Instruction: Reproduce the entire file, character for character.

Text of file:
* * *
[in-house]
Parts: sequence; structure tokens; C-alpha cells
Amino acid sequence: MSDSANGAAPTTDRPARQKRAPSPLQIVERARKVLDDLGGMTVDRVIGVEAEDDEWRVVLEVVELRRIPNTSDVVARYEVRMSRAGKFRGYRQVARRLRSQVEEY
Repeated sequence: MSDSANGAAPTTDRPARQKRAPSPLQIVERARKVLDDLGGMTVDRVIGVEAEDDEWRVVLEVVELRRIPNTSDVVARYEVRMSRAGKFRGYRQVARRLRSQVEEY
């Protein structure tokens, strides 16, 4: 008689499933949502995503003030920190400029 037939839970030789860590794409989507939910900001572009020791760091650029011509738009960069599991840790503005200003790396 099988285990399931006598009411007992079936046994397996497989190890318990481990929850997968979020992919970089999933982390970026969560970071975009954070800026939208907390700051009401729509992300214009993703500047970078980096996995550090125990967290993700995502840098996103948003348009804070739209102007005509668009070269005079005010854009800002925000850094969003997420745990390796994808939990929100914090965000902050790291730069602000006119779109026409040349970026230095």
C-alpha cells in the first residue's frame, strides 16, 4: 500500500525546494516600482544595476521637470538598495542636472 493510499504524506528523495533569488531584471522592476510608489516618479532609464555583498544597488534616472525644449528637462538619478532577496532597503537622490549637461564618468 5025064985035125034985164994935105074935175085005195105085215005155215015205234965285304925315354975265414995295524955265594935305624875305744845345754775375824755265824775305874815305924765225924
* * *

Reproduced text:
[in-house]
Parts: sequence; structure tokens; C-alpha cells
Amino acid sequence: MSDSANGAAPTTDRPARQKRAPSPLQIVERARKVLDDLGGMTVDRVIGVEAEDDEWRVVLEVVELRRIPNTSDVVARYEVRMSRAGKFRGYRQVARRLRSQVEEY
Repeated sequence: MSDSANGAAPTTDRPARQKRAPSPLQIVERARKVLDDLGGMTVDRVIGVEAEDDEWRVVLEVVELRRIPNTSDVVARYEVRMSRAGKFRGYRQVARRLRSQVEEY
């Protein structure tokens, strides 16, 4: 008689499933949502995503003030920190400029 037939839970030789860590794409989507939910900001572009020791760091650029011509738009960069599991840790503005200003790396 099988285990399931006598009411007992079936046994397996497989190890318990481990929850997968979020992919970089999933982390970026969560970071975009954070800026939208907390700051009401729509992300214009993703500047970078980096996995550090125990967290993700995502840098996103948003348009804070739209102007005509668009070269005079005010854009800002925000850094969003997420745990390796994808939990929100914090965000902050790291730069602000006119779109026409040349970026230095």
C-alpha cells in the first residue's frame, strides 16, 4: 500500500525546494516600482544595476521637470538598495542636472 493510499504524506528523495533569488531584471522592476510608489516618479532609464555583498544597488534616472525644449528637462538619478532577496532597503537622490549637461564618468 5025064985035125034985164994935105074935175085005195105085215005155215015205234965285304925315354975265414995295524955265594935305624875305744845345754775375824755265824775305874815305924765225924